Agave stricta Salm-Dyck
Agave echinoides Jacobi
Agave striata var. stricta Baker
Rabo de león
Agave stricta is native to Mexico.
Identification: These agaves are said to resemble giant sea urchins or balled up hedgehogs. I’ll go with the hedgehog comparison. While most agaves contain a couple of dozen leaves, this one contains hundreds. They tend to grow in dense colonies. Plants are rounded mounds up to 24" (60 cm) high and 3' (1 m) around, with leaves 10-20" (25-50 cm) long and ¼-½" (6.3-12 mm) around. In cross section, the leaves are rhomboidal: like a skewed rectangle, but with top and bottom depressed. Flowers form crooked spikes up to 8' (2.4 m) in height. The flowering spike is crooked, 5-8' (1.5-2.4 m) tall, with reddish-purple flowers that bloom between July and August.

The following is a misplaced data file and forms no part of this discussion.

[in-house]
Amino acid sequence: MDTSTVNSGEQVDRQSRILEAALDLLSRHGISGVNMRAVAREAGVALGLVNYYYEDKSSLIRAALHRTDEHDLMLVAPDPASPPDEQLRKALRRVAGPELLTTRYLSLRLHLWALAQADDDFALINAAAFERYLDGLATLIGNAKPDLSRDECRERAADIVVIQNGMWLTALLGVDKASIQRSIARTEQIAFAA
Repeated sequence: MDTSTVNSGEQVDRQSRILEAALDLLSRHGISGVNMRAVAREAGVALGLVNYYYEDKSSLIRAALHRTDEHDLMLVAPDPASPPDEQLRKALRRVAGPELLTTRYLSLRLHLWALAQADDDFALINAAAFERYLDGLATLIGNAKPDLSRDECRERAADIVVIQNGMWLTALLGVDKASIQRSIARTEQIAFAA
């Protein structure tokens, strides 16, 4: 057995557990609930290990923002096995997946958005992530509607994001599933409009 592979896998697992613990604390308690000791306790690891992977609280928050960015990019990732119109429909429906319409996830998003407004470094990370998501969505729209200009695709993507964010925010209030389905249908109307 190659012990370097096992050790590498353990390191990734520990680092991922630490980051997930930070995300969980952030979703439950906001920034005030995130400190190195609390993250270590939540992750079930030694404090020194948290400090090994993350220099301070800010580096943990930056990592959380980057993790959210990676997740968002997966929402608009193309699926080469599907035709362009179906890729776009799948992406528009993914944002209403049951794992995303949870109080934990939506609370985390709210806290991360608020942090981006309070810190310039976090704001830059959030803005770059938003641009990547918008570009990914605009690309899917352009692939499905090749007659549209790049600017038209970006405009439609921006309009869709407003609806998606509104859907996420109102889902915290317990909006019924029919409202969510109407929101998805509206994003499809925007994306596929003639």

Agave stricta on Desert-tropicals.com
Agave stricta on Agave Plant
Agave stricta on Cactus Art: the World of Cacti & Succulents
Agave stricta on Flickr
Agave stricta on SEINet—the Southwest Environmental Information Network
Agave stricta description by Thomas H. Kent, last updated 25 May 2020.
Range: Zones 9b-10: